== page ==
The current plan calls for aiding those escapting to Jordan who lived and worked in Iraq, but who are actually citizens from other countries. These people are called third-country nationals (TCNs).
Because the Jordanian government will not allow either TCNs or refugees with Iraqi citizenship to move freely through Jordan, officials have established two camps at the border - one to accept Iraqi citizens and the other to help TCNs on their journey home. These camps, located approximately 200 miles from Amman, are in the middle of the desert and subject to very harsh conditions.
The Jordanian Red Crescent Society, in co-operation with the International Organisation for Migration (IOM), will manage the TCN camp. FHI and its partner agencies will provide three nutritious meals per day to all TCN camp residents until they are able to leave again, with IOM's help.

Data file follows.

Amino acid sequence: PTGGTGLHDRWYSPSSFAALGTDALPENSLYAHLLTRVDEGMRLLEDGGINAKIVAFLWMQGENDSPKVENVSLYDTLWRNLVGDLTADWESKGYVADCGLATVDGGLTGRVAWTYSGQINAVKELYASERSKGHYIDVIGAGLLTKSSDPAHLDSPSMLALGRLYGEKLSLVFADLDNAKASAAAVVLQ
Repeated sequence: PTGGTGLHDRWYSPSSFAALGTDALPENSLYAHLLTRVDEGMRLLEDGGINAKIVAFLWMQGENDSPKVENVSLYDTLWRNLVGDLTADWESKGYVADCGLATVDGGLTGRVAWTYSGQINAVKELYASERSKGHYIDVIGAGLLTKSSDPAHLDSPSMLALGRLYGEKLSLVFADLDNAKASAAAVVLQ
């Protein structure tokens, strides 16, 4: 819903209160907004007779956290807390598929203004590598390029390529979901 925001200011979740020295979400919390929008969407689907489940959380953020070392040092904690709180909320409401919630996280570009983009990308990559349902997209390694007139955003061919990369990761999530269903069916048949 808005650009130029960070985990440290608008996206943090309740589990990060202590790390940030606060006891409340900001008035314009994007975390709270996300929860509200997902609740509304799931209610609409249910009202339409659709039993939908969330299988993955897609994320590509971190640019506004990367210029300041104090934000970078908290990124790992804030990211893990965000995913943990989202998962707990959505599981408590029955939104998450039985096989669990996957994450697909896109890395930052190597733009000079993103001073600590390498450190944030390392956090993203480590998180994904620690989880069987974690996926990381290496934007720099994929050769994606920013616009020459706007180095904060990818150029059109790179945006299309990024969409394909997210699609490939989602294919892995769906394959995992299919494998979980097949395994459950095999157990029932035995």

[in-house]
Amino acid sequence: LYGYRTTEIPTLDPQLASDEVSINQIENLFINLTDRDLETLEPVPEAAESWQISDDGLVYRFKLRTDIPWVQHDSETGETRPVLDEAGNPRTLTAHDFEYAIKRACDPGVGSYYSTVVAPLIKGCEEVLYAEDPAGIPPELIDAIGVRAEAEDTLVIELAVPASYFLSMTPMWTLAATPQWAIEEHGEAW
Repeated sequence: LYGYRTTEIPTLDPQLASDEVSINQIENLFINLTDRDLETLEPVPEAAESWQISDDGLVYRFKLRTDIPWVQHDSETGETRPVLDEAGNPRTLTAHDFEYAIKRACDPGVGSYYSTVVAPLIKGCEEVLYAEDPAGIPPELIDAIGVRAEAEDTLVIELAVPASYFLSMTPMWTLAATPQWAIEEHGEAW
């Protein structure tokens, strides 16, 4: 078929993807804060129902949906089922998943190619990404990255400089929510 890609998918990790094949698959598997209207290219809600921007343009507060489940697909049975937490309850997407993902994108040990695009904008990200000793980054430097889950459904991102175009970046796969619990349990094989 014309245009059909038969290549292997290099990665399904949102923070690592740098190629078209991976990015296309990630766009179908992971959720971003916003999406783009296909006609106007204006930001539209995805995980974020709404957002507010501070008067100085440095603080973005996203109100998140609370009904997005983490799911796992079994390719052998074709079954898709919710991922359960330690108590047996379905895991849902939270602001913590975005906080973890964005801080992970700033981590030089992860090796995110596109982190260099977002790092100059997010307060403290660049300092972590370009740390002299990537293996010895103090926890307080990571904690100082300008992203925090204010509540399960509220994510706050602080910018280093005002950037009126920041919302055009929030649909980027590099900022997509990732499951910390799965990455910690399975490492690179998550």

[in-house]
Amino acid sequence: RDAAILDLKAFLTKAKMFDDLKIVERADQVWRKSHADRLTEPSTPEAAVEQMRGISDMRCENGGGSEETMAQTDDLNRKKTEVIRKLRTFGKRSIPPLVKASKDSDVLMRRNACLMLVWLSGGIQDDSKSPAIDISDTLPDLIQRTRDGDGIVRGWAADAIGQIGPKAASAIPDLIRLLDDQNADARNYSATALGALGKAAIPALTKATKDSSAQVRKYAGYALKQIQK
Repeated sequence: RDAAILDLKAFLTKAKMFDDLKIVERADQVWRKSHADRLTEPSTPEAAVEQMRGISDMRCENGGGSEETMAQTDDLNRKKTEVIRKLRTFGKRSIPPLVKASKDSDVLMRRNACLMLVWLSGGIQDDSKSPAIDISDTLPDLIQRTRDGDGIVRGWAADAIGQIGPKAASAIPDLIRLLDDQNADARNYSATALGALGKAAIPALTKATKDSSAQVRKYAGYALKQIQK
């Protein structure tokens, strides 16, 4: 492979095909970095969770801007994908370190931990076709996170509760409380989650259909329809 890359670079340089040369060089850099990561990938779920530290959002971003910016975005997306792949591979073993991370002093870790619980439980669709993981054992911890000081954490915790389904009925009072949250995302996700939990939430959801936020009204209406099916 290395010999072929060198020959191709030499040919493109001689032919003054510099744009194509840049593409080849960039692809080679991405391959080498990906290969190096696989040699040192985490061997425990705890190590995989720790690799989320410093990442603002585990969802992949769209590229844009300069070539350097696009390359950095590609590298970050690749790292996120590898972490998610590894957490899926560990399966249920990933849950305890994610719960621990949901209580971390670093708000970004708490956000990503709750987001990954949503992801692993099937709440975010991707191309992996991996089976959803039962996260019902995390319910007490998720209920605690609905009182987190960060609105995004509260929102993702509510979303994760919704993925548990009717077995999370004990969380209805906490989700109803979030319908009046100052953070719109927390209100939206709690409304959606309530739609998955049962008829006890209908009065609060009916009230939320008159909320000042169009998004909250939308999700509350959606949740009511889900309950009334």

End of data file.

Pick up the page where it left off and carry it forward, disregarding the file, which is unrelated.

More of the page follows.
Most TCNs are expected to be Egyptian nationals; other countries represented may be Sri Lanka and India. IOM estimates that stays for the camp residents should range from two days to two weeks.
FHI's local partner agency is the Jordanian Evangelical Committee for Relief and Development (JECRaD), a body of representatives from Christian churches and para-church organisations within Jordan. Other international NGOs may be partnering with FHI as well.